Recently, terms like ‘sustainable development’ and ‘circular economics’ have spiked in popularity. Models that have been, up until recently, largely theoretical are being put into practice. Analyses and research have concluded that, by 2050, consumption would reach a threshold three times larger than the capacity of sustainable production. The recent COVID-19 pandemic and war in Ukraine highlighted the importance of a timely transition away from a linear economy in favor of a circular one. Our existing consumer habits, where only 5% of materials are reused, are devastating to the environment. Out of the billions of tonnes of waste produced each year, over half ends up in landfills! In this way, we lose precious resources and energy without compensation. It is for this reason that we are intensively preparing the infrastructure necessary to fulfill the ambitious goals for waste management set by the EU. By 2030, only 10% of our waste will be able to end up in landfills, and 25% will go to energy production. All other waste will need to be sorted and recycled. Initial investment will be costly, though this is partially covered by the EU fund. Even industrial companies in our region will have to undergo greening and transition towards a circular economy. This will decrease the emission of CO2 and solid pollutants. The replacement of boilers in local fireboxes with ecological alternatives has thus far been the most significant change that has led to the improvement of air quality in our region.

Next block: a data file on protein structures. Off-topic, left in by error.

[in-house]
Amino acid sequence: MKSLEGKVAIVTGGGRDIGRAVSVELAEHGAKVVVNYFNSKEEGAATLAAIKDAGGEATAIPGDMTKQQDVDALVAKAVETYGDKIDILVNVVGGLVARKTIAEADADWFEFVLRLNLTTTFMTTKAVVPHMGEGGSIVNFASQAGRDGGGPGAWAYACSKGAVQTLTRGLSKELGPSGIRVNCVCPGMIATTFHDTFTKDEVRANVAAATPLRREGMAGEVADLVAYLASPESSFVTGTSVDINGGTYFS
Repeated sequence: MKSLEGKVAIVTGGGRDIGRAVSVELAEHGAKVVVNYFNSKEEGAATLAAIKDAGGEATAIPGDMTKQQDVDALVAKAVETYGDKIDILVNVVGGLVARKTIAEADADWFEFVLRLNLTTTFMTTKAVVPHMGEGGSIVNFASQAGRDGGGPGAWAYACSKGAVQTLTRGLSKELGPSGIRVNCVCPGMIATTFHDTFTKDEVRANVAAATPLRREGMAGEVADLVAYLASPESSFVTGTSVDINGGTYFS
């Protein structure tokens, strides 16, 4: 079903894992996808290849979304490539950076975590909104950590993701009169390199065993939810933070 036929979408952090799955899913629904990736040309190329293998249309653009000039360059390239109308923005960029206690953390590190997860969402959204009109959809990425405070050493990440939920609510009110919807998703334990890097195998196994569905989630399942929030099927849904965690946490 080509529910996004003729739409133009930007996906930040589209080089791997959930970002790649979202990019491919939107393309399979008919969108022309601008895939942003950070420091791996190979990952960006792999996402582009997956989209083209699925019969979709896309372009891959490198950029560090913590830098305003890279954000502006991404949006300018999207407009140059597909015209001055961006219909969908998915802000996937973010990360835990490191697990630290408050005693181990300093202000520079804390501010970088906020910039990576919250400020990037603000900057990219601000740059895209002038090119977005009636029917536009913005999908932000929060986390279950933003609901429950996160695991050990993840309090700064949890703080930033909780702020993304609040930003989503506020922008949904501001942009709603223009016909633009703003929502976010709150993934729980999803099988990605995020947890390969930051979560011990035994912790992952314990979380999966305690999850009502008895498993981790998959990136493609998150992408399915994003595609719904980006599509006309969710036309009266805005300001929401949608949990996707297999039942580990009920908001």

The greening and sustainability of production have also become a growing theme in the private sector. Regional companies are becoming increasingly aware and are taking measures to make their activities sustainable. Italian and French companies operating in our region are no exception. One such company is the Italian automotive supplier Brembo, based in the Ostrava Hrabová industrial zone, which focuses on producing braking technologies for luxury vehicles. They have managed to increase the efficiency of their process by recycling production waste and making effective use of their water and heat sources. As a consequence, they not only save money, but also the environment. This is why cooperation between the private and public sectors is so central to the implementation of sustainable principles.
There is a lot of hard work still ahead of us, but the protection of our environment is worth all that effort!